Migrating methods in Collections

Brian Goetz brian.goetz at oracle.com
Wed Dec 16 19:43:04 UTC 2015

The previous memo outlined a tactic for effectively "migrating" a method 
in a current generic class to a related but different signature in an 
any-generic class, while retaining source and binary compatibility with 
existing clients and subclasses, and outlined the list of possibly 
problematic methods in the Collections framework.

The effectiveness of this tactic on this set of methods ranges from 
"slam-dunk" to "seems like it could work" to "doesn't help."  It would 
be nice to have one hammer that pounds down all the nails, but I'm not 
sure there is one.  This memo outlines a range of complementary tactics 
that might, in combination with the above approach, enable us to cover 
the waterfront.

I'll start with the method Collection.contains(Object).  It might at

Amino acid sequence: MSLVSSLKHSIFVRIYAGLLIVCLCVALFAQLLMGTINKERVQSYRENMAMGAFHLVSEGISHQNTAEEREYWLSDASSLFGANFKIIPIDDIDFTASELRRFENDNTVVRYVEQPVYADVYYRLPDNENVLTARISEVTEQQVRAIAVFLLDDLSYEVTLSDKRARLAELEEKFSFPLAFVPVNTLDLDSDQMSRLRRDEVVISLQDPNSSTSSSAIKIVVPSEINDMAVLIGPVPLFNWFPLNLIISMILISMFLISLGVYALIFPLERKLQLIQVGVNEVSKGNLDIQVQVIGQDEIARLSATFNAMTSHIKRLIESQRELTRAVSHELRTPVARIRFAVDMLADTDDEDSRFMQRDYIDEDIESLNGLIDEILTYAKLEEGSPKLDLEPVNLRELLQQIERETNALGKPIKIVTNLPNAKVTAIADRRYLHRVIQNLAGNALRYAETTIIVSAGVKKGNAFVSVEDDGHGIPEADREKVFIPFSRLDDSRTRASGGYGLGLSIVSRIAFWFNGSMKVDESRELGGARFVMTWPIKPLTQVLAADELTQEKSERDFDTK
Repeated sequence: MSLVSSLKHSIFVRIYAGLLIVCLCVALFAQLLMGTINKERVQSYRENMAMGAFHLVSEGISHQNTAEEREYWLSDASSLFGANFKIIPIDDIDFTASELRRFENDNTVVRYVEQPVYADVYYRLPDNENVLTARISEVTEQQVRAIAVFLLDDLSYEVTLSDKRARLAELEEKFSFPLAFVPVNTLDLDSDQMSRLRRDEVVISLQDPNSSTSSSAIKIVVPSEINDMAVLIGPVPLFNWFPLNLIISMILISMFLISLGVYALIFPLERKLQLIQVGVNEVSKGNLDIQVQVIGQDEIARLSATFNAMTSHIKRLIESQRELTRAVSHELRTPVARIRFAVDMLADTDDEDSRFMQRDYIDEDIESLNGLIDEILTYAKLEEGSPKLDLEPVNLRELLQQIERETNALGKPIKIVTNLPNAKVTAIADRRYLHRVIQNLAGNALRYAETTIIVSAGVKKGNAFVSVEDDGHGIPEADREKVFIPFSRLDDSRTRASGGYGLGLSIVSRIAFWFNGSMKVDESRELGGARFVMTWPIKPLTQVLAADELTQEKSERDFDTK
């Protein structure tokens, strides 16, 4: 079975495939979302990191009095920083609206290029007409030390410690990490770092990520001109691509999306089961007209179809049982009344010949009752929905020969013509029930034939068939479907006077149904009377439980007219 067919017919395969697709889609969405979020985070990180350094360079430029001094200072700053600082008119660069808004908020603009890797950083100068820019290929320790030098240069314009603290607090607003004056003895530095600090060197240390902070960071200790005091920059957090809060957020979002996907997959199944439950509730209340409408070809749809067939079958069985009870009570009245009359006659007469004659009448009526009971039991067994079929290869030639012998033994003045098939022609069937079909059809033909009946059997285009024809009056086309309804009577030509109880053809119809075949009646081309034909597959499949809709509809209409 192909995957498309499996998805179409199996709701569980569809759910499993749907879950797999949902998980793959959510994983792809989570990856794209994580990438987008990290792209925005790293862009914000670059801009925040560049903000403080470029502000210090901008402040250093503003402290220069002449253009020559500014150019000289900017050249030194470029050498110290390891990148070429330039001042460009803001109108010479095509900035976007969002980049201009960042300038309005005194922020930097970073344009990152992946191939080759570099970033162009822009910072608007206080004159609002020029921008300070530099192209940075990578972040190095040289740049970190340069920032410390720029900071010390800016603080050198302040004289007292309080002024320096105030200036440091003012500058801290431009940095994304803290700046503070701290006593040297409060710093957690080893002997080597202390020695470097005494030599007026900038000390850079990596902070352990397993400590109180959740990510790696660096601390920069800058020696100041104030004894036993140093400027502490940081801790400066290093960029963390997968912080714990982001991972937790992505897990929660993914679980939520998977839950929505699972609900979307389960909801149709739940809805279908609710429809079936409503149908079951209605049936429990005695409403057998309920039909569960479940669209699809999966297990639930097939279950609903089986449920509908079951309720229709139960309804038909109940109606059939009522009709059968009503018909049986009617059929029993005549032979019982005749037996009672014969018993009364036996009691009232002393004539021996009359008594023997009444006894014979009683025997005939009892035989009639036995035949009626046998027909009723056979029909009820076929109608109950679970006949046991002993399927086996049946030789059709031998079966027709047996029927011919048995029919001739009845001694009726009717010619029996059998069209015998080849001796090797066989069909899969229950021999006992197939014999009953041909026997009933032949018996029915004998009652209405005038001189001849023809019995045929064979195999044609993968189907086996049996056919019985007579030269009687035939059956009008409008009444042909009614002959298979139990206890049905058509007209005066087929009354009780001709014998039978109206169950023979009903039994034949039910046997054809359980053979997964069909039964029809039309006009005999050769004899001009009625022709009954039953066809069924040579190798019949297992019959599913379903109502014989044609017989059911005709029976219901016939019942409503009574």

first seem that we want the signature here to be contains(E), but this 
gets in the way of cases like:


or of converting dogs::contains to a Predicate<? super Animal>(which is 
what filter/removeIf would want.)

Note that this has little to do directly with value types; value types 
are invariant.  But if we want a single contains() method that ranges 
over any E, it needs to accomodate variance for reference instantiations 
while not falling back on Object as a top type.

One technique for doing so would be to introduce contravariant inference 
variables.  Then we could write contains as:

     <U super E> boolean contains(U u)

This has three main downsides:
  - Even though this works, its still not that obvious.
  - It's a *lot* of work in the spec and compiler; it pushes on all the 
  - If that weren't enough, it is a theoretical minefield. Papers like 
http://www.cis.upenn.edu/~bcpierce/papers/variance.pdf show that adding 
contravariance to certain type systems result in subtyping becoming 

On the other hand, I'm sure many library writers would jump for joy to 
have this in the toolbox; the lack of contravariant tvars seems a 
notable inconsistency in the language.  (But let's not kid ourselves 
about the costs.)

It just so happens that this construct works out; it is binary- and 
source- compatible to make a non-generic method generic, as long as the